70 years of change but one shared belief – the NHS would be hugely missed.
From painting your own ambulances and the most basic of first aid equipment to a state-of-the-art fleet and a world of technology, it is fair to say the ambulance service has changed dramatically since the introduction of the National Health Service 70 years ago today.
To tell the story, WMAS has spoken to Ambulance Driver, Eric Carnall, who worked for the NHS from the beginning, and Student Paramedic, Sid Amin, who is just eight-weeks into her training and journey to help save lives out on the road.
For 91-year-old Eric, from Worcester, his journey into the ambulance service began after leaving the army in 1947. He started working for Ronkswood Hospital as an Ambulance Driver who was responsible for transporting injured military personnel around.
But with the forming of the NHS on July 5th 1948, he was immediately transferred to Worcester City Ambulance Service and it was then he began responding to 999 calls.
Eric, who also went on to work for the fire and police services, said: “There were six ambulances and six drivers, it was seen as a very important job. We had nobody out with us, we always responded on our own and our working hours were 8am to 6pm six days a week. Outside of that volunteers were responsible for responding.
“The vehicles and equipment we had to use were very poor quality really. We had nothing but a first aid kit to start with. Eventually the service did buy an oxygen kit, but we only had one to share between the six ambulances.”
Worcester City Ambulance Service in 1948
It is a very different world today of course and one that Sid is just venturing out into, after spending two years working in one of the Trust’s call centres in Brierley Hill. During that time she took more than 16,500 calls but is now looking forward to when she becomes operational in October to work out of Hollymoor Hub in Birmingham.
She said: “I have wanted to be a paramedic for years and have always been interested in healthcare. I used to be a carer and thought to myself I could do more. I like being out and about and helping people is something I know I will enjoy.
“I imagine it must have been really hard all of those years ago without all of the equipment we have today. The ambulance service has evolved so much in 70-years, it is much more technical. That said, I believe a big part of the job is about talking to the patient and understanding their needs, once we know that, the equipment is there to help us.”
Whereas 1948 saw six ambulances in operation in Worcester, WMAS now has a fleet of 465 ambulances and 5,000 staff, a far cry from Eric’s day.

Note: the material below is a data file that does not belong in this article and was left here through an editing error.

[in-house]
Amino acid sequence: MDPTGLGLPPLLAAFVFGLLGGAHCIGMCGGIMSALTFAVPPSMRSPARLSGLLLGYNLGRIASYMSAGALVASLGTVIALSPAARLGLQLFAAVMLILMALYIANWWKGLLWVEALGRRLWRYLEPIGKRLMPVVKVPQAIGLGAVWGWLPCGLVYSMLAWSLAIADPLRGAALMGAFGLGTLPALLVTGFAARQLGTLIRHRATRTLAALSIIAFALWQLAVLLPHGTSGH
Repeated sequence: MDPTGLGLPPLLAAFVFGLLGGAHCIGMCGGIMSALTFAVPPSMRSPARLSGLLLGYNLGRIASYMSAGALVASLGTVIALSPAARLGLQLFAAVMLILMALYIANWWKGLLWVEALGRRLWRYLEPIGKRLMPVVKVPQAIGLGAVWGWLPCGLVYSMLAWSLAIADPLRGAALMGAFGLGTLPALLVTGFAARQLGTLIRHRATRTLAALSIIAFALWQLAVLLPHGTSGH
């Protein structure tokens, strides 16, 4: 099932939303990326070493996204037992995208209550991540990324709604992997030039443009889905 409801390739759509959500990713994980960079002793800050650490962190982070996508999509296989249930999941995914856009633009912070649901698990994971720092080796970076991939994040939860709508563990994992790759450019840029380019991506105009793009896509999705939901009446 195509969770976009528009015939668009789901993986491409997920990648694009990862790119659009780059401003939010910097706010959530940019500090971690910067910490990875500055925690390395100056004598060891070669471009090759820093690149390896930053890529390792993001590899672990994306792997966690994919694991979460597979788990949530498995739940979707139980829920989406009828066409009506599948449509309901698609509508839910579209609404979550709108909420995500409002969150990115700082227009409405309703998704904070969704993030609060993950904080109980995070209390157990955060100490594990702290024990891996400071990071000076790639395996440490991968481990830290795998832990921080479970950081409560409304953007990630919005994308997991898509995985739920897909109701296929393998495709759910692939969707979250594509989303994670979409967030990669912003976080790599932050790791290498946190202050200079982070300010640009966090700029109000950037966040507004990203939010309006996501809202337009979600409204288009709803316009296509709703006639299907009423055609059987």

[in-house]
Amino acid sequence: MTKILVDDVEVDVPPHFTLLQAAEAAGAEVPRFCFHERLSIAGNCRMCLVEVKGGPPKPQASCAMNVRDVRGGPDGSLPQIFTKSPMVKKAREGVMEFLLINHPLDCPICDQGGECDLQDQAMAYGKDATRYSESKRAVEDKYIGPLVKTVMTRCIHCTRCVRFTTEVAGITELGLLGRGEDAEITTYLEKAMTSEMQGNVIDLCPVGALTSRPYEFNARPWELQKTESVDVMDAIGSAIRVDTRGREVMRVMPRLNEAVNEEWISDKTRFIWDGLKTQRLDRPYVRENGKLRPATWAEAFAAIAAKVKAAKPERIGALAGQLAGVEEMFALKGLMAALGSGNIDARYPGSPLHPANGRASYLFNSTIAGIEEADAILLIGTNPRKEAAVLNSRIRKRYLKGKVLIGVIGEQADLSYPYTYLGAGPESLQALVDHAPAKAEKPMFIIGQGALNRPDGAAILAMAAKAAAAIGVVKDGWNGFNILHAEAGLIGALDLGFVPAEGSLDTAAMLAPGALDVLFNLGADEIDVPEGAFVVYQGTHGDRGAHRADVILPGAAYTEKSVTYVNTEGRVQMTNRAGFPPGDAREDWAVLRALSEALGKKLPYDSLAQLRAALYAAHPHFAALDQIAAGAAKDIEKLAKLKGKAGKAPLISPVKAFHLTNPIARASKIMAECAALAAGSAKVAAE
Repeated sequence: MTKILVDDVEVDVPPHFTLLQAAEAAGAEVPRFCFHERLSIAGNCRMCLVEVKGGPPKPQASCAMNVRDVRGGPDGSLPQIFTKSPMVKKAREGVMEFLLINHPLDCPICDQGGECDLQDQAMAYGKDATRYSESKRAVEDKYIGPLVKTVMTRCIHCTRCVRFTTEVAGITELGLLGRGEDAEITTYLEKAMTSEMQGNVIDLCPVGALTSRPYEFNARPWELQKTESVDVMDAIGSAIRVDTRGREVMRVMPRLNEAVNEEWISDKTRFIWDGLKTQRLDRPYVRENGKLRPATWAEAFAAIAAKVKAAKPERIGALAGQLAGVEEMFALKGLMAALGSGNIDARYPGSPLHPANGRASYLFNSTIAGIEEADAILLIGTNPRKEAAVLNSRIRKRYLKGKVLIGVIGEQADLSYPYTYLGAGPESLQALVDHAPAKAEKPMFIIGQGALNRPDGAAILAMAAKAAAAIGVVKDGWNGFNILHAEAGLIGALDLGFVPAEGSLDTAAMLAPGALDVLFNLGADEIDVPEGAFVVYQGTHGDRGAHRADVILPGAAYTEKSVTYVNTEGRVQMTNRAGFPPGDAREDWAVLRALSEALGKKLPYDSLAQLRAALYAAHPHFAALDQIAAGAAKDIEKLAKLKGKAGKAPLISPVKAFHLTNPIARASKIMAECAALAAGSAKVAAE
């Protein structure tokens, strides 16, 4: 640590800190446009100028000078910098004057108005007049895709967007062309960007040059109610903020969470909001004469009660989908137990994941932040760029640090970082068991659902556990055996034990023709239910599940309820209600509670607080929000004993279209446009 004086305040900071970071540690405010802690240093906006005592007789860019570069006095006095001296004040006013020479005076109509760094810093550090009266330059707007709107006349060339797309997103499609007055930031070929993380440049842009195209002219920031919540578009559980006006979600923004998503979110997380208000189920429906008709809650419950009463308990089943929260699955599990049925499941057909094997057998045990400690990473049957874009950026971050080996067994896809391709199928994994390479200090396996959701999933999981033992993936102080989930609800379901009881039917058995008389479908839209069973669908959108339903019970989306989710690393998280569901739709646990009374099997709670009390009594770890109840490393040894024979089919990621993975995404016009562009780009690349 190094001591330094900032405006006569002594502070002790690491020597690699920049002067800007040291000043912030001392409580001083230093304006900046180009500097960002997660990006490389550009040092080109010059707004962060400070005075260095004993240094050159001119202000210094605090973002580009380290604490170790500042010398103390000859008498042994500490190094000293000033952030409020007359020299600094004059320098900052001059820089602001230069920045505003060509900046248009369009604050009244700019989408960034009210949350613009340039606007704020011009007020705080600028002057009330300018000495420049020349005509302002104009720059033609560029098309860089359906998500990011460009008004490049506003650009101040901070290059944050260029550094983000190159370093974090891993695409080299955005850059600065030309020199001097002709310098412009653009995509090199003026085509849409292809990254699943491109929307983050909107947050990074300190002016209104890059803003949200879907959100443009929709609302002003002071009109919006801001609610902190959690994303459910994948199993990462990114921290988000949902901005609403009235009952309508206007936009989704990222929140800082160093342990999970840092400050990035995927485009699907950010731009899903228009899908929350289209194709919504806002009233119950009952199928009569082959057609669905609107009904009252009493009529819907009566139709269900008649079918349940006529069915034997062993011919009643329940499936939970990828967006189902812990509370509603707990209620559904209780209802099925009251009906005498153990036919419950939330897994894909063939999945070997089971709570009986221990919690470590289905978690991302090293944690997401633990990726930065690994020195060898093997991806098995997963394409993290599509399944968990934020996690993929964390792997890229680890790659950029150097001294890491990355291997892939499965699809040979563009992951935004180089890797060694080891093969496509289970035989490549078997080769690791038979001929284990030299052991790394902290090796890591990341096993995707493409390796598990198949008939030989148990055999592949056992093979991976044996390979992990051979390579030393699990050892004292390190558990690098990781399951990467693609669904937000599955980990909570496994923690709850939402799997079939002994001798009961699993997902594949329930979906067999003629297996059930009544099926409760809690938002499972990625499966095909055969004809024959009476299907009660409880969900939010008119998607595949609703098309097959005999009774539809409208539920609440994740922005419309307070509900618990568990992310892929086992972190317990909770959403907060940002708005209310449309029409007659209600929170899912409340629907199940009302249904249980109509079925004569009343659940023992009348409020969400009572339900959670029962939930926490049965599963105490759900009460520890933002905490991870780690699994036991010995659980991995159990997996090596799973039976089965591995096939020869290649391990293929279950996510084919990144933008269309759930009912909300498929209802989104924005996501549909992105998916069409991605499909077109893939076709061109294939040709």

He said: “It wasn’t just the number of vehicles or staff, it was the jobs we had to do as well. We had to paint our own ambulances with a two-inch paint brush, wash our own soiled blankets and also complete any maintenance required on any of the vehicles. You just cannot imagine that happening today.
“One of the paid ambulance drivers would also have to be on shift overnight in case all of the volunteers were busy, and that was unpaid. We were on £7 a week at the time which was very good money back then to be fair.”
Eric pictured in the middle.
Sid has seen a very different side and a much busier side to the service during her time in control, but says the service always copes well.
“It is getting busier every day but we cope really well. I was on shift the day we took more than 5,000 calls. It was complete and utter madness but we were all ok and everything carried on as normal.
“The majority of calls we get are for emergencies but unfortunately some are inappropriate. I think that is down to a lack of education sometimes, and in some cases the alcohol certainly takes over. It is the same with the abuse of our staff. You cannot tar everyone with the same brush, some people are brought up differently. I think you have to realise that people who abuse emergency services probably abuse other people as well, I don’t think they target us particularly.”
Whilst not at the levels we see today, inappropriate calls and attacks on staff are not a new thing, as Eric explained: “I remember taking one call where the patient was blatantly asking for a lift home from the pub because they had drunk too much. After a short conversation, we managed to convince him that a taxi was the better option.
“I also remember attending a job where a man had been knocked down by a car. I was knelt down trying to find out was wrong with him when a guy put his hand on my shoulder and pushed me on to my back, saying ‘I’ll deal with this I’m a first aider’. I didn’t really have chance to say anything to him because he was very quickly arrested by the police.”
Despite their difference in generations, there is one thing Eric and Sid both have a belief of, the importance of the future of the NHS.
Eric said: “I was one of the NHS’ earliest employees and still believe today that it is needed desperately. It’s hard because it always need more money. If we lost the ambulance service as a free thing through the NHS it will be very sadly missed.”
Sid added: “I honestly hope we don’t ever not have an NHS. It has done so much for people and we’re really privileged to have it.
“One of the reasons I wanted to do this job was because it involves you being in so many different people’s lives. If the NHS disappeared, we would lose so many people that do such amazing work and would also leave lots of people without access to anything when they need help. I cannot image what it would be like to not have the NHS.”